Eat it or Wear it: Leah Chavie Shares the Best Winter Foods for Your Skin

Beauty, Living, Wellness

peppermint facial

It’s easy for skin to become dry, pale and sallow during the winter months, especially in Chicago where the coldest season of the year seems to never end. Before you spend your entire paycheck on fancy lotions and creams, try nourishing your skin from the inside out.  We’ve all heard that drinking eight glasses of water a day will keep your body and skin hydrated, but the nutrients in some of our favorite winter flavors can also play a part in your health.

We recently stopped in for a visit to Leah Chavie of Leah Chavie Skincare Boutique. Leah is one of the leading aesthetician’s in Chicago and she gave us some insight about some of the best winter foods for your skin. Not only does she offer seasonally-inspired beauty treatments, like her luxurious pumpkin and peppermint facials, but she’s exceptionally knowledgable about all things skin.

To our surprise, not only are some of our favorite seasonal foods packed with nutrients to help improve and maintain a healthy complexion when ingested, but they have dual purpose as active ingredients in some of our favorite beauty treatments.

peppermint facial2

Whether you’re planning a dinner party menu or booking your next facial appointment, look for one of these fun and festive winter flavors while the weather still warrants your snow boots.


Adding a few drops of peppermint oil or peppermint infused product to your daily beauty regimen can promote healthy skin.  Peppermint contains menthol, which has a cooling effect and at the same time, helps brighten dull skin.

“The menthol in peppermint helps cool your face and reduce redness,” said Chavie. “Mint also has a high content of salicylic acid, which is used in many skin care products. The acid softens and loosens dry skin as well as unclogs pores.”



While cranberries are rich in nutrients like vitamin C and fiber, Chavie says that the tart berries also offer plenty of other antioxidants, which keep your skin looking healthy throughout the winter and help decrease dark under eye circles.

Like most foods with a high concentration of antioxidants, cranberries and unsweetened cranberry juice may shield against environmental damage to skin and slow down the overall aging process.


Ginger is a spice we simply can’t do without, both in our kitchens and in our beauty routines. “Ginger is an anti-inflammatory, which makes it a great natural acne fighting ingredient [when applied to the skin],” said Chavie. “Ginger is also an antiseptic, which kills the bacteria that causes acne.” Ginger is also rich in antioxidants, with around 40 antioxidant compounds that protect against aging and improves the appearance of skin by removing toxins and stimulating circulation, resulting in delivery of more nutrients to the skin.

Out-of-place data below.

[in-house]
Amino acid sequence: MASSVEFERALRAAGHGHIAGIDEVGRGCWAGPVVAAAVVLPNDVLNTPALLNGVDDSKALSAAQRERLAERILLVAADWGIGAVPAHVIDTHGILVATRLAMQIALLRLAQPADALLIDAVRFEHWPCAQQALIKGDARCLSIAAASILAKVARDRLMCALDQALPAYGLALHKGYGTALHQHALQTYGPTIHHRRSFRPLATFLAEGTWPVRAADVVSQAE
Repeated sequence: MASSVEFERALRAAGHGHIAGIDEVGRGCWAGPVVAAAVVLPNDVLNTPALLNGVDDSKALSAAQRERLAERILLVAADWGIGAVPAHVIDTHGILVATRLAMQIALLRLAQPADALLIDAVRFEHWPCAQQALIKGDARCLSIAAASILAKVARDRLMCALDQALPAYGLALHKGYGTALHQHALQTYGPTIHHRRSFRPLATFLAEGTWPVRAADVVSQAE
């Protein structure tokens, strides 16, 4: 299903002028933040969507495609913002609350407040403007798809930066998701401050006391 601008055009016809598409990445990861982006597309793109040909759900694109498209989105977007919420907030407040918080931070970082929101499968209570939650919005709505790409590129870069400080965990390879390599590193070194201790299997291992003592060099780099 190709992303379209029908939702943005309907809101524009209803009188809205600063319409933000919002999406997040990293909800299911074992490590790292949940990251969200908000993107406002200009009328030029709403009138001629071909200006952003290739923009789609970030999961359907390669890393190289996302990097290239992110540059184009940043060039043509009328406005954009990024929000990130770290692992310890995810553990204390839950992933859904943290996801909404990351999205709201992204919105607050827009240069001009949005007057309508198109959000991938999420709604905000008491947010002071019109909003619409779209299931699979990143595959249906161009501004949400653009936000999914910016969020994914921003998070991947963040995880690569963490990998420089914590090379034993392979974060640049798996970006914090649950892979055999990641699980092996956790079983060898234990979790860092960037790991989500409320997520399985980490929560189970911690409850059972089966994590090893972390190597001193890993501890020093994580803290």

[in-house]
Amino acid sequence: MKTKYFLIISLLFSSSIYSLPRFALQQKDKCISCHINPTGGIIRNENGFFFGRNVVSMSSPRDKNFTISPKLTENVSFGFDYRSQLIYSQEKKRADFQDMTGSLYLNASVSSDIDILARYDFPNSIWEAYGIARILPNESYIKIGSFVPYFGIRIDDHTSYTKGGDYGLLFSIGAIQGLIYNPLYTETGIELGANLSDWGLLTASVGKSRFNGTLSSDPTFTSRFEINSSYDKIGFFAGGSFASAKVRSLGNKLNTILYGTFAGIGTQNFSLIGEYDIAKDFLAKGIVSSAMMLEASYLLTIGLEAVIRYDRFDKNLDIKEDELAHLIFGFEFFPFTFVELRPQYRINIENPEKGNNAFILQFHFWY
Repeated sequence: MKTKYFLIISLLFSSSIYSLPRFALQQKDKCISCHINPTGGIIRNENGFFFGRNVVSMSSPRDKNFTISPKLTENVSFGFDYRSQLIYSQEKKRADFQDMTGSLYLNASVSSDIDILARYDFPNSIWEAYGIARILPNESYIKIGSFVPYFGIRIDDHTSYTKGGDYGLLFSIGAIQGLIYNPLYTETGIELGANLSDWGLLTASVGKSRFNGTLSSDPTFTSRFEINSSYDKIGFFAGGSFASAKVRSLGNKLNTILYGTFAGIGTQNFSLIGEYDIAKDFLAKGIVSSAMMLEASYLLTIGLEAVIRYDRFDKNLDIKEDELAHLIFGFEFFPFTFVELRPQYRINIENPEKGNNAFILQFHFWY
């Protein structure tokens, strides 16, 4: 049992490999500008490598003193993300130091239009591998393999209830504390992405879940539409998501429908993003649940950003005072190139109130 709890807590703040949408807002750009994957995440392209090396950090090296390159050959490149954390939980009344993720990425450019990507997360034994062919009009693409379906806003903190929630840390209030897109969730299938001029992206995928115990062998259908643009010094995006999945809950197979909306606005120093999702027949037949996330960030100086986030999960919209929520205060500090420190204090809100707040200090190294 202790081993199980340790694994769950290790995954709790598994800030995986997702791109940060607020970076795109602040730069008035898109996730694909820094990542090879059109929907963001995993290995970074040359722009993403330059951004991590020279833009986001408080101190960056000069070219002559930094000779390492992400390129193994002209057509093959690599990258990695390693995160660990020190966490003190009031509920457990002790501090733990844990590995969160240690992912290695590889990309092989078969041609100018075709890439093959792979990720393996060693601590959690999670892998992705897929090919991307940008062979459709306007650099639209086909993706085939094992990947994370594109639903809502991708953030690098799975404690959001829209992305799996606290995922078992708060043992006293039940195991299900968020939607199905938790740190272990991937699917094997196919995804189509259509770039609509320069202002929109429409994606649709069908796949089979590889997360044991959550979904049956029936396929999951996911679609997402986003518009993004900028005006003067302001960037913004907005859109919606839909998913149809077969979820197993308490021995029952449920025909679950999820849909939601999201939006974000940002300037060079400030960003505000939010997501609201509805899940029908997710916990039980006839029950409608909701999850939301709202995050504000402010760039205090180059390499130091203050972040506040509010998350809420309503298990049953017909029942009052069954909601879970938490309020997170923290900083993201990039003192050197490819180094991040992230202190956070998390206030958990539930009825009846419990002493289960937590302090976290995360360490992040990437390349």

An excellent treatment for all skin types, fresh pumpkin is rich in Vitamin A, Vitamin C and Zinc. It the pumpkin soothes, moisturizes and acts as a carrier, assisting other mask ingredients to absorb deeper into the skin.

“Pumpkins are a skin superfood,” said Chavie. “Fruit enzymes naturally dissolve dead skin cells and increase cell turnover. Pumpkin also contains antioxidants which soften, smooth and boost collagen production.”

The enzymes and antioxidants in pumpkin puree that results similar to gentle alpha-hydroxy action. It removes dead dull cells, while its beta-carotene-rich antioxidants nourish your skin. This will moisturize and nourish your skin, leaving it smooth and glowing.



Whether you eat it or apply it, look to pear for a beauty boost. Pears are full of fiber, which helps slow the release of sugar into the blood. “Sugar spikes can damage collagen, a protein that keeps your complexion plump and smooth,” Alan C. Logan, ND, told “Pears also have vitamin C, which fights free radicals.”

Before you slice into a pear for your next snack, keep one important thing in mind. “Next time you eat a pear, leave the skin on,” said Chavie. “It is loaded with dietary fibers which prevent skin damage and keep it smooth and soft.”


Oranges are rich in the antioxidant vitamin C, which your body needs to make collagen. Collagen production naturally slows as you age, and sun exposure over your lifetime can further impair its production, leading to skin damage. reports that eating a medium orange provides vitamin C and citric acid, both of which can stimulate collagen production. Citric acid can also help dry oily skin to prevent and treat acne.

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